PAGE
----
The Cleveland Browns have yet to trade Baker Mayfield after their acquisition this offseason of Deshaun Watson.
But despite the latter facing a possible suspension, Mayfield's continued presence on Cleveland's roster likely isn't an insurance plan in that event, but it's more the Browns trying to gain maximum value in a potential trade, per Albert Breer of SI.com:
"I don't think the Browns are holding onto Mayfield as a Watson suspension insurance policy. And I think how they've operated is proof. My understanding is Cleveland's already offered to take on a good chunk of his $18.858 million in guaranteed money for this fall to facilitate a trade. And a trade may have already happened if they were willing to take on more. Which is where this really does come down to value, plain and simple."
If the Browns were delaying a Mayfield trade to see how the Watson trade shakes out, why acquire Jacoby Brissett and Josh Dobbs?
As Breer argues, "the team is preparing to go on without Mayfield, regardless of what happens with Watson."
And there isn't much harm for Cleveland in waiting out the trade market. A better deal might materialize closer to the season when teams realize their issues at the position or an injury necessitates a win-now acquisition.
Waiting out that market rather than simply cutting ties with Mayfield immediately is the logical move. As Breer argues, trading Mayfield—even if they pick up some of his salary—and getting draft assets in return makes more sense than cutting him, getting nothing in return and still being "on the hook for all but whatever another team signs him for."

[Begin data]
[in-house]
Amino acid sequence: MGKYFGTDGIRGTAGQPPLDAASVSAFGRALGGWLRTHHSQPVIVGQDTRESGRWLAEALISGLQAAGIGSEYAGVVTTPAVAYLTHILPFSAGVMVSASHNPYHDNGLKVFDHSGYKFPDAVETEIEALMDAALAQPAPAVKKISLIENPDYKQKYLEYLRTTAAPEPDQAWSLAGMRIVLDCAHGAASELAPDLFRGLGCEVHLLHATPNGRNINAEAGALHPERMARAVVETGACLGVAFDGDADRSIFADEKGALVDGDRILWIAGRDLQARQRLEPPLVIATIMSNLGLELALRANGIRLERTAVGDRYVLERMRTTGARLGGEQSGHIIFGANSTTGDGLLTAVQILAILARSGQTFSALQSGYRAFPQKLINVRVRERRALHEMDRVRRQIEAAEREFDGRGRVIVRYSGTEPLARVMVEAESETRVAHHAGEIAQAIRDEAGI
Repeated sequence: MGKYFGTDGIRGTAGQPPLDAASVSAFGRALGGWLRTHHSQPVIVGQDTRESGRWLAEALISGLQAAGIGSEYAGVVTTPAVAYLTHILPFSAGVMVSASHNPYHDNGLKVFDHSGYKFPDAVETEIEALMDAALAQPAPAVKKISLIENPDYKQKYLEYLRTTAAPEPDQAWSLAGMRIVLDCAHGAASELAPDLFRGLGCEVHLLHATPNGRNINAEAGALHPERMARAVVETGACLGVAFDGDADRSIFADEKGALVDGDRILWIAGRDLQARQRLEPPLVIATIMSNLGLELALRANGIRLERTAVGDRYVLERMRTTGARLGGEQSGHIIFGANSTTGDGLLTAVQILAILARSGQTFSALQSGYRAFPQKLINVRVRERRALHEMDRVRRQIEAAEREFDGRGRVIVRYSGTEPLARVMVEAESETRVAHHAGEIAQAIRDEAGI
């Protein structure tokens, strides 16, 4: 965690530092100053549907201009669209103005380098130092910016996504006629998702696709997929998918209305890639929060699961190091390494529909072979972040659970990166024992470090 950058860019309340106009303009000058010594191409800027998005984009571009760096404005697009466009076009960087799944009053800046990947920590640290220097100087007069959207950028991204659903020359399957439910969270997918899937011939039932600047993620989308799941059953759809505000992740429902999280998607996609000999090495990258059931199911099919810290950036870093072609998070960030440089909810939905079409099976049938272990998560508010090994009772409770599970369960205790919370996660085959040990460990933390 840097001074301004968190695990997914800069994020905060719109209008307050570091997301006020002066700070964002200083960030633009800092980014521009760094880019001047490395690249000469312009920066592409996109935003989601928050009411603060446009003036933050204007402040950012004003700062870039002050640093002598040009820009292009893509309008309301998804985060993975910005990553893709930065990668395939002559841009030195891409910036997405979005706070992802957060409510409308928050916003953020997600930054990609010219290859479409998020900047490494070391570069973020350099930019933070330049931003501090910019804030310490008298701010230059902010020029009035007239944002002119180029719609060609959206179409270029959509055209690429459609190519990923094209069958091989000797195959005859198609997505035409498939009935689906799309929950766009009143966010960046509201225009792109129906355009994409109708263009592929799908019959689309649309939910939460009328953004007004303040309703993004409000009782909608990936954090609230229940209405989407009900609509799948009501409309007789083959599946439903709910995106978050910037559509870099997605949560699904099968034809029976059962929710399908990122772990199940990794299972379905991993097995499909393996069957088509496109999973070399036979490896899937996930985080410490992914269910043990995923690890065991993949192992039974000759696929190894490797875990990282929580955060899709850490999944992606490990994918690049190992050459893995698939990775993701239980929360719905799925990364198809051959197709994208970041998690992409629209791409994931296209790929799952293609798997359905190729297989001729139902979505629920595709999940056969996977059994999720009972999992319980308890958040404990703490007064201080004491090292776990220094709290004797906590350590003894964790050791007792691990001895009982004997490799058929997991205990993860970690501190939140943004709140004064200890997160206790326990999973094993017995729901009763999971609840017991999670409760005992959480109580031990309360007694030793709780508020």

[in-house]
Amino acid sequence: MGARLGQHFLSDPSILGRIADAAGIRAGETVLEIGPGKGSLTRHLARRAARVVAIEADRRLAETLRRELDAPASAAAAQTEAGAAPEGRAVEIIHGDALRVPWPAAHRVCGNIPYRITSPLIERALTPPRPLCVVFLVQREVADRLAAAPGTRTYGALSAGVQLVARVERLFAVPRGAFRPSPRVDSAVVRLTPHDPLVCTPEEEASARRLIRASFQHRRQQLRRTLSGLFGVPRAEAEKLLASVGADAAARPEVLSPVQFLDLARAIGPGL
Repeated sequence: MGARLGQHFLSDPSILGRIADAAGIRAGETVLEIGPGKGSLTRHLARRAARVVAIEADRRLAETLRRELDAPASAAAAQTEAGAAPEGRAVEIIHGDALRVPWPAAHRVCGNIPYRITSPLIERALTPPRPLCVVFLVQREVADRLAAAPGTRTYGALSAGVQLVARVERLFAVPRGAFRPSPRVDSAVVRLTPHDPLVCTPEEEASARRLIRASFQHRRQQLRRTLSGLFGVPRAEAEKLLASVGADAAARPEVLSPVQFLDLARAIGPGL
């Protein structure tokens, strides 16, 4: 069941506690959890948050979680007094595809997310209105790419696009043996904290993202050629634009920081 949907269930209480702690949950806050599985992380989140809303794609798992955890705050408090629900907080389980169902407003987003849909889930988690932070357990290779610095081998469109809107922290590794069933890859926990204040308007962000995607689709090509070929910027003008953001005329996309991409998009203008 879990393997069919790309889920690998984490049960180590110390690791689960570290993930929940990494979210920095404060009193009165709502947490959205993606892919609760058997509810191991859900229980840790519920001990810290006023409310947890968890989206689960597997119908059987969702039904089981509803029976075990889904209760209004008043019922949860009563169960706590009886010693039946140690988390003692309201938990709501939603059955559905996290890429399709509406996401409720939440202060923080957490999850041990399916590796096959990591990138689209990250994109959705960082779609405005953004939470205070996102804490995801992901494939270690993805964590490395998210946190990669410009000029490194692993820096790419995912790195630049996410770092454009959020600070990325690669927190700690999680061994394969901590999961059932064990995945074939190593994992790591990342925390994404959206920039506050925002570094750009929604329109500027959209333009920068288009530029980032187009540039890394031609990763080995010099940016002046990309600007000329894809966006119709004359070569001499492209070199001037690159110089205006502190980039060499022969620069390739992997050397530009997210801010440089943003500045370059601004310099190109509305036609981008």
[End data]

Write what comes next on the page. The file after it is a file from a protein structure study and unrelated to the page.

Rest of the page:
The situation leaves Mayfield's future in limbo, however, and one risk of leaving him on the hook for too long is creating a toxic situation. The last thing the Browns want to do is develop a reputation among NFL veterans for leaving a player out to dry.
Granted, Mayfield's topsy-turvy four years in Cleveland didn't exactly make him a beloved figure around the city. While he showed flashes of being a player worthy of his top overall selection in the 2018 NFL draft, leading Cleveland to a playoff berth in 2020, he struggled through injuries the following season. In 2021, he threw for just 3,010 yards, 17 touchdowns and 13 interceptions, completing 60.5 percent of his passes.
Watson was an upgrade from a football sense. But there are still optics to the divorce with Mayfield that the Browns need to consider. For the time being, however, slow-playing the situation makes sense for the team.